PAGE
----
• Remember that you deserve to rest. Still have emails in your inbox? You deserve to rest. Didn’t get all your errands done? You still deserve to rest! The idea that we need to “earn” rest is outdated and harmful to our collective mental health.

If we don’t make space for rest, our minds and bodies make that space for us in the form of burnout, injuries, mental health issues, and more. By being proactive and giving yourself the gift of rest you so rightfully deserve, you are taking a preventative measure to preserve your mental and physical health.

Different needs for different seasons

The reality is that rest is going to look different for everyone. Depending on the season of life you are in, rest might mean entirely different things. There are various forms of physical, mental, and emotional rest that you can practice, depending on what you need in the moment.

A high school student, a young professional, and a new parent will all have different schedules and priorities, creating unique opportunities and needs around rest. Just like so many aspects of personal wellness, there is no cookie-cutter method that applies to everyone. It is important to be realistic about the season you are in and take steps to meaningfully incorporate rest into your daily life, whatever that might look like.

Surrounding yourself with people who share this approach can also be an important piece of the puzzle. At the very least, you can share your needs with loved ones and invite them to join you in your commitment to making space for rest moving forward. You never know, this might also give them the permission they need to do the same.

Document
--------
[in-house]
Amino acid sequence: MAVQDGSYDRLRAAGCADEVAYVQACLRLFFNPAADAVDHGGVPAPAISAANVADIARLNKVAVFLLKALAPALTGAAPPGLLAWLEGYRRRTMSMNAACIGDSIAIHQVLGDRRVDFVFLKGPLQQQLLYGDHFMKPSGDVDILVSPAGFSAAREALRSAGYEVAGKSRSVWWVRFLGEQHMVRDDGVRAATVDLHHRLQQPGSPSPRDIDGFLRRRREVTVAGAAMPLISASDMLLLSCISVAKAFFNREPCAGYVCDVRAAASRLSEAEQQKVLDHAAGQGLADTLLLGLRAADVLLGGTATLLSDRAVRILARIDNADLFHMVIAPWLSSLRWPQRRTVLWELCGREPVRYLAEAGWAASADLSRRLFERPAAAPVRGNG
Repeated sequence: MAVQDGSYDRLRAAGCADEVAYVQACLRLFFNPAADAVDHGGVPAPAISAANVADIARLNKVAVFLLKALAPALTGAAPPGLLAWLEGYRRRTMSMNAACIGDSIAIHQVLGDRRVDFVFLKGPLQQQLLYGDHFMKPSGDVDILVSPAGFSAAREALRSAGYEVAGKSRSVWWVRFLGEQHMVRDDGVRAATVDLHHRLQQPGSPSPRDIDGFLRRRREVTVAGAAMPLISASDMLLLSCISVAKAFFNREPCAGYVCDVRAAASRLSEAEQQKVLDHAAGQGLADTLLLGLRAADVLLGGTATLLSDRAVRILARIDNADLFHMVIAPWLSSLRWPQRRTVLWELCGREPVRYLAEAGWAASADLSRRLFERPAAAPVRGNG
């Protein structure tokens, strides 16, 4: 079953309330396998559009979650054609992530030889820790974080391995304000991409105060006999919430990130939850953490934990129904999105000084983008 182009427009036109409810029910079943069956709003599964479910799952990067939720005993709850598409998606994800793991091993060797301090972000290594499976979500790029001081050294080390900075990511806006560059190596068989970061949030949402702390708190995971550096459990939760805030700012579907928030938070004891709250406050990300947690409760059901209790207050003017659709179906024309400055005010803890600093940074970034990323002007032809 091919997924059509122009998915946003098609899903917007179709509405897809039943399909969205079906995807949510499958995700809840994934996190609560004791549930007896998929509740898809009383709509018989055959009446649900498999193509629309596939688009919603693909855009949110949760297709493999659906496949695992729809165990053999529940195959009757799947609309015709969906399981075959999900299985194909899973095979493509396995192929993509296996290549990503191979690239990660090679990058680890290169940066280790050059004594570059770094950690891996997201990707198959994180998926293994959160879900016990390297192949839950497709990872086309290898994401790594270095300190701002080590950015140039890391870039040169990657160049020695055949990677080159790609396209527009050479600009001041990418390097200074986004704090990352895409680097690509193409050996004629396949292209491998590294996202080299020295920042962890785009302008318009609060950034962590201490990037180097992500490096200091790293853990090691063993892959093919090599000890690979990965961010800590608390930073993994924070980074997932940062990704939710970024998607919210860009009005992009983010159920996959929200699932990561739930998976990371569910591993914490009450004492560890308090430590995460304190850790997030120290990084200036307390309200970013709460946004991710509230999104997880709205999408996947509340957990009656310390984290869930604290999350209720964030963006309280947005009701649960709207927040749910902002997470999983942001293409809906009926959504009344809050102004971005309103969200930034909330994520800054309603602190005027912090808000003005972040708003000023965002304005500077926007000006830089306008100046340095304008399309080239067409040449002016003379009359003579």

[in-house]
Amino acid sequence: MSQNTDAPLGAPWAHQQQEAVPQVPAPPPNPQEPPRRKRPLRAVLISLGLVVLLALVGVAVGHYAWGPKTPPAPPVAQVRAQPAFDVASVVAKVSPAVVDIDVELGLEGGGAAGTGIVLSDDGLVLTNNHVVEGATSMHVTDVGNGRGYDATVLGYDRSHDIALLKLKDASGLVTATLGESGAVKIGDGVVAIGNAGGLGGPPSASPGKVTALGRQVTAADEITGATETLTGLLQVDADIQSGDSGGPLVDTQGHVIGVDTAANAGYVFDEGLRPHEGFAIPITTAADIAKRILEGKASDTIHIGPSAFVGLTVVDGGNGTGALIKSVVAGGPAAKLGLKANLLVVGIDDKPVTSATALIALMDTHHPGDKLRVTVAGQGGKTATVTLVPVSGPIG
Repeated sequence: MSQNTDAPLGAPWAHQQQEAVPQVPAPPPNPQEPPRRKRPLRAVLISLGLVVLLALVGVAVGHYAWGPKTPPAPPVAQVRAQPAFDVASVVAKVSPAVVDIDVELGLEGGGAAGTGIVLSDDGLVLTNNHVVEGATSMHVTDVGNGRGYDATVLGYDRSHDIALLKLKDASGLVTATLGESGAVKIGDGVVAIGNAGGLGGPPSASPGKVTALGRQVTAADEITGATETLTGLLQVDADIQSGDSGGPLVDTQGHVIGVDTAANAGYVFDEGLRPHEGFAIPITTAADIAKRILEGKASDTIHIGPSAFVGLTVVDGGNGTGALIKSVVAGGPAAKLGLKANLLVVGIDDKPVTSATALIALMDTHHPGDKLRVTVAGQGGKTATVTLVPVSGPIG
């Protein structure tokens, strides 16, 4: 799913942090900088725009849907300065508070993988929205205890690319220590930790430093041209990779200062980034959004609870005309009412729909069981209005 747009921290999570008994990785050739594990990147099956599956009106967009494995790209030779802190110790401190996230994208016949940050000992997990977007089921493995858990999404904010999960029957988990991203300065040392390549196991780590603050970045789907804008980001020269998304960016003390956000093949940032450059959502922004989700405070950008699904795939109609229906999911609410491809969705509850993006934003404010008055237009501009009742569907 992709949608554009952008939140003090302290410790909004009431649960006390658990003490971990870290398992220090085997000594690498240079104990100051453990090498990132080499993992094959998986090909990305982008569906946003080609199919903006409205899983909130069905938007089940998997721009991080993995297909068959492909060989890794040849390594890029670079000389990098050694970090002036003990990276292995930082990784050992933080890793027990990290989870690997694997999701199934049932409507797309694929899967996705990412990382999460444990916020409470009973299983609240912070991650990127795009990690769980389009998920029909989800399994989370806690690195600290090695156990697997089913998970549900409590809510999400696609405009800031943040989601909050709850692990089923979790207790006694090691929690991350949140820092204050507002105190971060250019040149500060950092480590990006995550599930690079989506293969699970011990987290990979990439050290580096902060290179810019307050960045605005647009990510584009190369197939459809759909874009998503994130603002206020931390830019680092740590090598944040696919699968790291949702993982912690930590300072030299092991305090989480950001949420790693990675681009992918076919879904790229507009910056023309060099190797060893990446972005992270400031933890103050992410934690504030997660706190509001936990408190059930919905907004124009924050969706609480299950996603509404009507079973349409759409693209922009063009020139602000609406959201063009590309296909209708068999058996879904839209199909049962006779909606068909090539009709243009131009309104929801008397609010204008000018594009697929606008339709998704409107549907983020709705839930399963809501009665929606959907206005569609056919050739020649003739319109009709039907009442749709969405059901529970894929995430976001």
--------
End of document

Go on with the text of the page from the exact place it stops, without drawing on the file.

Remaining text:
Leaning into rest during treatment

Treatment is hard work. You are putting in the time to process feelings, develop skills, and create new routines so that you can live the life you deserve in recovery. Though it might feel counterintuitive, it is especially important to be intentional about making space for rest during and after treatment. During this time, you have the support around you to process what might be coming up so that you can establish a healthy relationship with rest for your ongoing recovery.

It is worth noting that rest need not be practiced in isolation. When some people think of rest, they picture meditating alone in an empty room. That is certainly an option if it feels restorative for you, but resting can also be done in the company of loved ones! Taking a step back to join a friend at your local coffee shop or inviting a loved one over to watch a movie are also great options, as long as you find these activities restful and restorative. You get to define what rest means for you.

Setting clear boundaries and being intentional about incorporating rest into your day sets you up for physical health and mental wellness. Remember that you deserve rest and can start making space for it today.

Written by

Courtney Weider

Courtney Weider is the content manager and writer at Eating Recovery Center and Pathlight Mood & Anxiety Center. This role combines her passion for both storytelling and mental health advocacy to…